This detailed look at the budget deal suggests it isn’t as much of a surrender as first implied.
I have to admit this analysis leaves me more hopeful, especially with this point:
That the Democrats would accept a deal like this is a pretty striking indication of how the Republican House has changed the conversation on the spending front since 2010. Think of it this way: In their first budget after re-taking the majority—the FY 2012 Ryan budget, passed in 2011—the House Republicans wanted discretionary spending to be $1.039 trillion in 2014 and $1.047 trillion in 2015. These budgets were of course described by the Democrats and the political press (but I repeat myself) as some reversion to humanity’s barbaric past. Yet this proposed deal with the Democrats would put discretionary spending at $1.012 trillion in 2014 and $1.014 trillion in 2015—in both cases below that first House Republican budget.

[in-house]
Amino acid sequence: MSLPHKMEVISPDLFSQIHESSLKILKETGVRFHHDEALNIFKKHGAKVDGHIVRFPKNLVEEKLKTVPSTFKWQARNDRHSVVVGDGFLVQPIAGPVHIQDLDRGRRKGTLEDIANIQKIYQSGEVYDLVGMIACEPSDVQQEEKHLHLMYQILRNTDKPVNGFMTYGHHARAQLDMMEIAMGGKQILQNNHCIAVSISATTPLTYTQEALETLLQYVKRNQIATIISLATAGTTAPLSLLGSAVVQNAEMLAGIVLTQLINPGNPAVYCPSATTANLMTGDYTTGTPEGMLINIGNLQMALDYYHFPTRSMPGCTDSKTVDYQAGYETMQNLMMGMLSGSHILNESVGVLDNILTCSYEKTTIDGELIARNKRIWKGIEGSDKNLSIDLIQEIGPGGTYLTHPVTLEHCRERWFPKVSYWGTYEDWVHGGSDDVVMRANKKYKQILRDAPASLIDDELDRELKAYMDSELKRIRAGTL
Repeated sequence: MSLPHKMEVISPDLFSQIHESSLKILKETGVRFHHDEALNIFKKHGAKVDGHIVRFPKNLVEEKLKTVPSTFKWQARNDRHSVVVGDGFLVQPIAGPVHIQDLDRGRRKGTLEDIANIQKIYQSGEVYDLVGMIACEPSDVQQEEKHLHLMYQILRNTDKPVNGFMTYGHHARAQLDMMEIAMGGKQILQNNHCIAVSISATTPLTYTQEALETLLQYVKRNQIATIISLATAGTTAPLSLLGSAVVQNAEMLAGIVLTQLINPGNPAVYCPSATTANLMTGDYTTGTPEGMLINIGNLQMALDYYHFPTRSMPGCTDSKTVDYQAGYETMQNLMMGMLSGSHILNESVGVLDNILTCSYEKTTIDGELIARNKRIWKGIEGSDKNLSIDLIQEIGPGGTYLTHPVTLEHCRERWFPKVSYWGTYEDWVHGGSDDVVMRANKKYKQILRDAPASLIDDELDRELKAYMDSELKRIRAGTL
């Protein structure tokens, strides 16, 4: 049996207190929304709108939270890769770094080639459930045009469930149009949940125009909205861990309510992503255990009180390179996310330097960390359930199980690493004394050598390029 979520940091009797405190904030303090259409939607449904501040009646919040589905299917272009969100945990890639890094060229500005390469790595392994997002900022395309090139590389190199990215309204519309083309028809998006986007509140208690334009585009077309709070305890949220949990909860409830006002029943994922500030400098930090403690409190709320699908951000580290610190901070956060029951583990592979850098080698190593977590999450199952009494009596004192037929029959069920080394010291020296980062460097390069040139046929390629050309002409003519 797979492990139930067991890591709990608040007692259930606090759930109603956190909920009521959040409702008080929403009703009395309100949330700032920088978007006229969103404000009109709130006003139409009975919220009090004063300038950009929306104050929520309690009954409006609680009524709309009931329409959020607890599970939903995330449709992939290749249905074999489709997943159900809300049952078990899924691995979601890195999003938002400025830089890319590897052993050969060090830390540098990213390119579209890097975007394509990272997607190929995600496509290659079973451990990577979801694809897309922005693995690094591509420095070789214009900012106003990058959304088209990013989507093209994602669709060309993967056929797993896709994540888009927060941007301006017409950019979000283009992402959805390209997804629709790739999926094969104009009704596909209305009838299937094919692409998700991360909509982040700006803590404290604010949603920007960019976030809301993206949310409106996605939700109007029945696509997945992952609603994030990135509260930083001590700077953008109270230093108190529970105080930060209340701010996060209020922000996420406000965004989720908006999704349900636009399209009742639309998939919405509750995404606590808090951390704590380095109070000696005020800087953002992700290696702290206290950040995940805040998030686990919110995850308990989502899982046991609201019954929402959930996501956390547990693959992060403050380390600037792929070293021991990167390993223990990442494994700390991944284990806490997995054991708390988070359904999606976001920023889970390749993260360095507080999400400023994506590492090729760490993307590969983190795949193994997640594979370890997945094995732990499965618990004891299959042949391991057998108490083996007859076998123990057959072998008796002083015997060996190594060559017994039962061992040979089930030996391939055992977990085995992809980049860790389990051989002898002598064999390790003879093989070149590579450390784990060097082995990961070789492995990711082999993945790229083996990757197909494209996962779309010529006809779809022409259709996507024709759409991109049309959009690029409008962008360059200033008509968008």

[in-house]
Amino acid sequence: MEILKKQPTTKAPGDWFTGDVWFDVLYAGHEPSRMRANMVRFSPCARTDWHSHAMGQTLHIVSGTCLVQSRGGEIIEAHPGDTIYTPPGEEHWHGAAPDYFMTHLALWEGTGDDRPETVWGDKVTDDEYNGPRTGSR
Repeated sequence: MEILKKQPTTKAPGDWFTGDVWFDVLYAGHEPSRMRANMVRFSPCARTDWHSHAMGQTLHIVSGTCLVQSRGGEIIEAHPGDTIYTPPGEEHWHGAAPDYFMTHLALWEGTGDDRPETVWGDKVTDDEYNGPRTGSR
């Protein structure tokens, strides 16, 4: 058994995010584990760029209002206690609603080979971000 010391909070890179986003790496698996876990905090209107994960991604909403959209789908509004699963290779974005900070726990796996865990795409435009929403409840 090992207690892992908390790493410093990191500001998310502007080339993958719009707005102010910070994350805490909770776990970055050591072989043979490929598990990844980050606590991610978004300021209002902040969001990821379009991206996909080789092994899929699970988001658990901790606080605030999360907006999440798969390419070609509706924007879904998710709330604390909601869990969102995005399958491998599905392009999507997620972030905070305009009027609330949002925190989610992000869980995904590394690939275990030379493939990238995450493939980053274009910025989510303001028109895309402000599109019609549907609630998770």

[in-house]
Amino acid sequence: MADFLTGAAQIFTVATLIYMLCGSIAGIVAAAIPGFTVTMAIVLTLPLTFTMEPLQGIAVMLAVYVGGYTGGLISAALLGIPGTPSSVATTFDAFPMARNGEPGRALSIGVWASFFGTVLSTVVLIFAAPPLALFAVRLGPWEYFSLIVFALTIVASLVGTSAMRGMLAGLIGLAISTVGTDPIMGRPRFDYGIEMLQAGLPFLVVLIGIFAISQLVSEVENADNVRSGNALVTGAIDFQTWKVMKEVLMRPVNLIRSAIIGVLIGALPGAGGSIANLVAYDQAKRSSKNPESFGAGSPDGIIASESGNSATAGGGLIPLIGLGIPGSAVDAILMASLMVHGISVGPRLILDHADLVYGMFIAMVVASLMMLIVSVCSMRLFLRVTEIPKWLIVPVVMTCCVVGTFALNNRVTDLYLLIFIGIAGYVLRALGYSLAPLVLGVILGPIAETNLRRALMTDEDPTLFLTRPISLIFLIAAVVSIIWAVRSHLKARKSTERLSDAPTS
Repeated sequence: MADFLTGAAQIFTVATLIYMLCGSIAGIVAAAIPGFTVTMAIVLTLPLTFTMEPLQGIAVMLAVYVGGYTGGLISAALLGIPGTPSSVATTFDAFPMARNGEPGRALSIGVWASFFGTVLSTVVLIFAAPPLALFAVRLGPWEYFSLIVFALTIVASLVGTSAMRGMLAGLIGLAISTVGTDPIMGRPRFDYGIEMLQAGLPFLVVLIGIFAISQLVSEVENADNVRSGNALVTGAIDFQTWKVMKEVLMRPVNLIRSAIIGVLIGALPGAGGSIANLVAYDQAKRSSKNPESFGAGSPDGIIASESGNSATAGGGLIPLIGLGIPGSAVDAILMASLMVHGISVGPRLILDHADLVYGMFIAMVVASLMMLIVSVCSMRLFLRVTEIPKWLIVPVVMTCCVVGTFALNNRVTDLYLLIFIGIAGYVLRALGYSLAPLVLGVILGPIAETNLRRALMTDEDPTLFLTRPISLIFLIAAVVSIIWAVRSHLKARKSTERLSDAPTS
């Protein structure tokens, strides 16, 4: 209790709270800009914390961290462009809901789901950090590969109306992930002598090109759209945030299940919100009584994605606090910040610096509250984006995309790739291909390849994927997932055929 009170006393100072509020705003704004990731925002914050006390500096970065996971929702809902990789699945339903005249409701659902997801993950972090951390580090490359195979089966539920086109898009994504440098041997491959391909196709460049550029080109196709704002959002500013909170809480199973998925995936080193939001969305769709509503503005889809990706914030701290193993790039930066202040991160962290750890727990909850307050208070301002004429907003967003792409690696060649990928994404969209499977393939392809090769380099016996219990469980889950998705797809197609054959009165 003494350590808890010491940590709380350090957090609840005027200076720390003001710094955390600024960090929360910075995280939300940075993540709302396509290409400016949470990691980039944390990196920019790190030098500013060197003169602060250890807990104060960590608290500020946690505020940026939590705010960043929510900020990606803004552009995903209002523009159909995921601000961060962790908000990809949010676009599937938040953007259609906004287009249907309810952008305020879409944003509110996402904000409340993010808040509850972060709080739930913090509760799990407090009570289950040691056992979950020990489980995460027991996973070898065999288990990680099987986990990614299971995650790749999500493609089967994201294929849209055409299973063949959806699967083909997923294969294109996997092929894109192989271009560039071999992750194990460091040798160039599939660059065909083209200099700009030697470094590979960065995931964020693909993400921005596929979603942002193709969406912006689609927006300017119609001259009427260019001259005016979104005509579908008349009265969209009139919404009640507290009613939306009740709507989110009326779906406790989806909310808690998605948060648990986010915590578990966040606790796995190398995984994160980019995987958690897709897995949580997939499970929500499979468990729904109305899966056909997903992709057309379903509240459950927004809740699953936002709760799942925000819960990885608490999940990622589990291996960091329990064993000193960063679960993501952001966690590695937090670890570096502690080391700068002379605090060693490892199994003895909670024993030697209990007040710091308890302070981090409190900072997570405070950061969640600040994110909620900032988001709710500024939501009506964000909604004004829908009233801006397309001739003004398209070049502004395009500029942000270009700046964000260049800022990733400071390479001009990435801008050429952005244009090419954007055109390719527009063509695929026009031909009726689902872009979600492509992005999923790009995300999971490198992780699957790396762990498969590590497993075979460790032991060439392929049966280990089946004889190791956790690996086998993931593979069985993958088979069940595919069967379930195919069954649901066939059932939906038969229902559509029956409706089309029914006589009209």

Check out the graph at the link. It does illustrate bluntly that the Republicans are beginning to force the budget curve downward, if slowly. It also suggests that should they win big majorities in both Houses of Congress next November they will be posed to finally push for some real reductions in the size of the federal government, as they will have the votes in Congress and will be doing it with the strong endorsement of the voters.